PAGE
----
Over 50? You Can Still Land that Primo Sales Job

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In this tough economy, landing a good sales job if you’re over 50 can be a challenge. Seems all companies want are young sales pros. The buzzwords HR people and recruiters use to filter out the “grey hairs” are “energetic” and “fast paced.” They don’t care that you once “walked between the raindrops.” As far as they’re concerned, the northbound end of your hourglass is almost empty. What to do?


It’s not what you did, but what you know.

If you’re pushing five plus decades, HR people and recruiters advise against bulking up you resume or interview pitch with “acres of experience.” What you did many moons ago may not be relevant today. "Experience is history," says Troy Harrison, president of SalesForce Solutions, a Kansas City-based recruiting firm. "Skills and traits tell me what's you can do tomorrow and next month."


It’s not your smile, it’s informed salesmanship.

Older salespeople tend to place too much emphasis on their charisma and persuasive powers. They push their “grey fox” personna—or “I can sell anything to anyone.” In some older salespeople, this overconfidence leads them to ignore the importance of how technology has changed their industry and the products within it. Recruiters also advise older salespeople to match what they’ve sold in the past with what the job they’re applying for involves. In other words, don’t overemphasize your pharmaceutical sales experience if you’re applying for a job selling commercial real estate.


It’s how you use computers.

Social media, mobile computing, smartphones—they’re important in today’s selling process and you should know how to exploit their power. "I've seen many older sales people who have not kept up with developments in computer technology," said Harrison. "And I'm not even talking about newer things like social networking. I'm talking about CRM systems, the ability to communicate via email and text. But most of the time, that's the only way to reach out to clients."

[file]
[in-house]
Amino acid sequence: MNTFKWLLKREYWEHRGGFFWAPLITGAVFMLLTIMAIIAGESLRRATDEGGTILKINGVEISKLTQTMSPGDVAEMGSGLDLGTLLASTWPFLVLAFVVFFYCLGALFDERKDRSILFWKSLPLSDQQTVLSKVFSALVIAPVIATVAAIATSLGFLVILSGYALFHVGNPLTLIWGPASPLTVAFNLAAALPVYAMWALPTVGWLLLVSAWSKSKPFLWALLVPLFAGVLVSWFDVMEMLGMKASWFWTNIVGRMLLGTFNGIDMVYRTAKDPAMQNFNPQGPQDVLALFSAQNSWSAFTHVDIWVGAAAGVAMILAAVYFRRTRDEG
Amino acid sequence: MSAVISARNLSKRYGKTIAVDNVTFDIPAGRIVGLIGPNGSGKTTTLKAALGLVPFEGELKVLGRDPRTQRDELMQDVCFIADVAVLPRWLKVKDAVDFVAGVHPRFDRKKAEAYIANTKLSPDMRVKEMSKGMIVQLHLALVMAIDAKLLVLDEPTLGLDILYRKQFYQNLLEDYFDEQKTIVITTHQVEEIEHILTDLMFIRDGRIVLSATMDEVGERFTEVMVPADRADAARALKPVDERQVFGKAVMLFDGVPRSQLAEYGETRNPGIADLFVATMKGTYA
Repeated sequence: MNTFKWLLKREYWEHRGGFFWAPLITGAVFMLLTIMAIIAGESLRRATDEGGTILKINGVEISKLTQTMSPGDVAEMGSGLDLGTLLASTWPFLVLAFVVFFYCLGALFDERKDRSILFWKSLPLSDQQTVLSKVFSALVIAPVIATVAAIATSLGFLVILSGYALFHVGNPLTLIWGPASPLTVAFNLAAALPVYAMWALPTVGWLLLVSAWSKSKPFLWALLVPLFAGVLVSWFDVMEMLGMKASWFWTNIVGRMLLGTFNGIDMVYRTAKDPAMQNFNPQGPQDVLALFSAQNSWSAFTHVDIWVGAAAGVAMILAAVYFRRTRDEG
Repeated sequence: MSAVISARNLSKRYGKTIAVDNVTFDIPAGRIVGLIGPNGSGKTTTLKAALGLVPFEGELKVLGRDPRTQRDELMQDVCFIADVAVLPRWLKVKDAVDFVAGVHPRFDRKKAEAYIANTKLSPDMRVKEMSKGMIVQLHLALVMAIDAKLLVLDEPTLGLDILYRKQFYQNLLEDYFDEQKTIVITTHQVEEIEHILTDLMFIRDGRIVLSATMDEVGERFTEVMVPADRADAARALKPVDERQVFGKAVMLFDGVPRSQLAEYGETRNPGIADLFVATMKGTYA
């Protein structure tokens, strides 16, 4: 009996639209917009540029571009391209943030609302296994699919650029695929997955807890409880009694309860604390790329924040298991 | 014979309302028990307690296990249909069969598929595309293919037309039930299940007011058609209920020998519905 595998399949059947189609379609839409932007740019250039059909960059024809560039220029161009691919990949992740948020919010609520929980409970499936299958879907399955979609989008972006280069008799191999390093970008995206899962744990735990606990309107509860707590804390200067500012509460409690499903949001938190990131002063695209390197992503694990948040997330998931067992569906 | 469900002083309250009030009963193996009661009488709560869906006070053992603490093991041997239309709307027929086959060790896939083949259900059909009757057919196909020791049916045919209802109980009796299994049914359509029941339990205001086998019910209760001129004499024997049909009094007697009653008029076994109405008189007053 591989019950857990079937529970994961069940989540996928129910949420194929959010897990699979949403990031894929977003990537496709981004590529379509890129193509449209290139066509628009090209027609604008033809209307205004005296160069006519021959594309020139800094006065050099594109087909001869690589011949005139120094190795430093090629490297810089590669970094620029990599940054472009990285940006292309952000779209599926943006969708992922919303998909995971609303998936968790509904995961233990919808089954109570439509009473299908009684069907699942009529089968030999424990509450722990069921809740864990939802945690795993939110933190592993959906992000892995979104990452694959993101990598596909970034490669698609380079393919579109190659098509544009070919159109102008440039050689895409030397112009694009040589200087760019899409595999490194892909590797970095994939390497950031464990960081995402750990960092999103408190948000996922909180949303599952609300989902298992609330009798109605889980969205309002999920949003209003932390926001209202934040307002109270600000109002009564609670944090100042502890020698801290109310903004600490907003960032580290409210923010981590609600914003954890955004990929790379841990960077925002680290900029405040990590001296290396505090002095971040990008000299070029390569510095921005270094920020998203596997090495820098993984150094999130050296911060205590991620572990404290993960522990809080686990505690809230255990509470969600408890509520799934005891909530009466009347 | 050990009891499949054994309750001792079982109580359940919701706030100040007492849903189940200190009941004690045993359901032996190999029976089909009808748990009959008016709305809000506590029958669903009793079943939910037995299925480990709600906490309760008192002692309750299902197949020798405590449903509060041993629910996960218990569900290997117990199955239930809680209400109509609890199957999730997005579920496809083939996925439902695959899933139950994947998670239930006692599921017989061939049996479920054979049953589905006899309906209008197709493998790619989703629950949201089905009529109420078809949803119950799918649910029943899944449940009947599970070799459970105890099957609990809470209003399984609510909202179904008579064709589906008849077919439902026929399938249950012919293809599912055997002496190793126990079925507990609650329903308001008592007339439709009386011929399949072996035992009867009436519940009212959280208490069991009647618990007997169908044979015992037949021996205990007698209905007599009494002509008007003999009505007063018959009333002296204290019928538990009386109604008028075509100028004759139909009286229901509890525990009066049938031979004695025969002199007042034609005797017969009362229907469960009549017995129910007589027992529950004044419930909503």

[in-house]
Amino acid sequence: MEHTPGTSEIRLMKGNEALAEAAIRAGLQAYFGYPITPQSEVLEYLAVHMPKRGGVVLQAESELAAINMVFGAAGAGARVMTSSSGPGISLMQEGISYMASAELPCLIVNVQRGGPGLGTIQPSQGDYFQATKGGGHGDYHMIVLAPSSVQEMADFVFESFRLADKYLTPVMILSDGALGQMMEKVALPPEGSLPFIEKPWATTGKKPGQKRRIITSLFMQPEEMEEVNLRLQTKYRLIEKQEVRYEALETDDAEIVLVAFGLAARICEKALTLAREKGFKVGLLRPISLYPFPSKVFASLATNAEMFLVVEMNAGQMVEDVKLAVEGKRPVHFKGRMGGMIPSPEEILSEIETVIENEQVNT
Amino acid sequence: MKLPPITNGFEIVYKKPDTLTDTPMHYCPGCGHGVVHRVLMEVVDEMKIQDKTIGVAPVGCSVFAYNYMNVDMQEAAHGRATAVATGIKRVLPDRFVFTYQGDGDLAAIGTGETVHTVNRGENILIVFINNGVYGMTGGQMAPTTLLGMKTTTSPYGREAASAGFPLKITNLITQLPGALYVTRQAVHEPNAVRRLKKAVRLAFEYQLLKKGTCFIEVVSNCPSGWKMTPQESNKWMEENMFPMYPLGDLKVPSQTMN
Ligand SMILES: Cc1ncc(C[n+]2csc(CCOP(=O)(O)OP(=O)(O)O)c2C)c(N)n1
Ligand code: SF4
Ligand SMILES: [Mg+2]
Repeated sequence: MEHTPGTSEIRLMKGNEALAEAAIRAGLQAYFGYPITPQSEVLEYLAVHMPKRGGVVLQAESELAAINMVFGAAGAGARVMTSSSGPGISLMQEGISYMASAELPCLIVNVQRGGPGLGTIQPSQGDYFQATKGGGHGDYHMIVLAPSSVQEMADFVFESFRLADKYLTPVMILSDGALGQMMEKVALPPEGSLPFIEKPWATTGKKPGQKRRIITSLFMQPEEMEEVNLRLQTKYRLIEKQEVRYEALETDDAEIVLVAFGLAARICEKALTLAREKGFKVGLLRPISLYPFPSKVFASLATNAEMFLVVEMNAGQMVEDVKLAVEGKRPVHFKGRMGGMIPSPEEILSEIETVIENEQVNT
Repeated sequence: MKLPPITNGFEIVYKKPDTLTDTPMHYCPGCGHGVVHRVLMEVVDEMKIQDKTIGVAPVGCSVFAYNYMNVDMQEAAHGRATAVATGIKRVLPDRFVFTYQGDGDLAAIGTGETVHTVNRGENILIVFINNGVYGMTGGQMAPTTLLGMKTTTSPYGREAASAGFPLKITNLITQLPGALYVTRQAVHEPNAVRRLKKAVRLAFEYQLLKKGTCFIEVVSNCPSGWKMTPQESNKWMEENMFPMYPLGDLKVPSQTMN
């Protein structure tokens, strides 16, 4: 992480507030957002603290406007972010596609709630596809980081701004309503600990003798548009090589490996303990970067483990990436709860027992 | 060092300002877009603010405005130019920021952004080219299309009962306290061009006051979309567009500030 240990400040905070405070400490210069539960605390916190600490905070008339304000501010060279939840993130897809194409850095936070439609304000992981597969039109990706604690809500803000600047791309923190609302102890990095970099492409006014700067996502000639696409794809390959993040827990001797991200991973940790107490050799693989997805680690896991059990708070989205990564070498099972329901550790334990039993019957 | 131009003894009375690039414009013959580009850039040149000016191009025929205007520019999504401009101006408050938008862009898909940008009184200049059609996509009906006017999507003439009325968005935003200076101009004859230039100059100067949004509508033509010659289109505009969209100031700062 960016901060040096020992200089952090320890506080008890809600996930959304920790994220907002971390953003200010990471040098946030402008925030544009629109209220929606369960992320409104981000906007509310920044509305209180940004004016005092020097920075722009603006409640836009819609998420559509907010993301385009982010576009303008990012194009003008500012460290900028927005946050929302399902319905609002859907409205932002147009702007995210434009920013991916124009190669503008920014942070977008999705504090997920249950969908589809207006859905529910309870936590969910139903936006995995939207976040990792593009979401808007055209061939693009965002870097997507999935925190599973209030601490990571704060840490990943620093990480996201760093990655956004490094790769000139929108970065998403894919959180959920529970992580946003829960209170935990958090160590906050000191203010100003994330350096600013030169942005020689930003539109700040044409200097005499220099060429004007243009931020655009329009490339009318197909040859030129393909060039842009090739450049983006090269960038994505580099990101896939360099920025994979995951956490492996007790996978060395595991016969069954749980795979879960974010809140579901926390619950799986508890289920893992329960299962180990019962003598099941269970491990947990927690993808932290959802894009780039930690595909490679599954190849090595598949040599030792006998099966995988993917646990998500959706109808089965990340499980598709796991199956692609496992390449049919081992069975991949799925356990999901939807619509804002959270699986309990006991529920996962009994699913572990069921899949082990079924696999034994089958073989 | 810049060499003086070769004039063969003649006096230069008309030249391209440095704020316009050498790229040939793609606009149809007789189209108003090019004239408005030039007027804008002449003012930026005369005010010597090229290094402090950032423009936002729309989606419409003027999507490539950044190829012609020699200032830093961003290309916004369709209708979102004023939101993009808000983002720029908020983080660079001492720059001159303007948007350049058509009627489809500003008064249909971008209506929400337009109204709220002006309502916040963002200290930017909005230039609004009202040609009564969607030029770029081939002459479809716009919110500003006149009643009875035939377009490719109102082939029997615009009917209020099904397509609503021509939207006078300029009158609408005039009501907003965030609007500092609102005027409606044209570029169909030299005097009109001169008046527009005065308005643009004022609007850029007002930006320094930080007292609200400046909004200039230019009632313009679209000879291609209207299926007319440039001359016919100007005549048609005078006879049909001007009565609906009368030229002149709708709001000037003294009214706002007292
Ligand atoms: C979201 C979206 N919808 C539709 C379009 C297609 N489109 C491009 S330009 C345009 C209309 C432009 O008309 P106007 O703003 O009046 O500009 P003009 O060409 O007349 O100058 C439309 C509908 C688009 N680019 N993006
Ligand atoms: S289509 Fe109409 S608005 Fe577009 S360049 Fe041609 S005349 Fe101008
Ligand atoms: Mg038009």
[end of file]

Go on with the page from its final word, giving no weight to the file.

It’s how much you’re asking.

Many of today’s employers are on a budget crunch and aren’t willing to pay for your decades of experience. They’re looking for the best HR value. If you insist on a big salary and comp package, it could put you out of the running. Stephen Schwartz, president of New York City-based Management Recruiters at Gramercy notes that employers will couch their reason for rejecting high salary, big perks sales pros. "Less experienced candidates, by definition, save money. Of course, employers aren't going to come out and say that. But it'll be couched in terms like, 'Oh, they're over-qualified,' or something like that."


There’s no sugar coating it, landing a primo sales job when you just short of joining AARP won’t be easy. The key is to repackage yourself, and to stay more affordable compared to the B school MBAs with just a few years experience.


Image courtesy of Ambro/FreeDigitalPhotos.net.


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  • Alex A. Kecskes
    Alex A. Kecskes
    Thanks for your feedback. To those still looking for a job, I would suggest joining a number of local sales clubs and organizations. Once you've joined, attend the seminars, trade shows and conferences, and try to connect with as many working people as you can.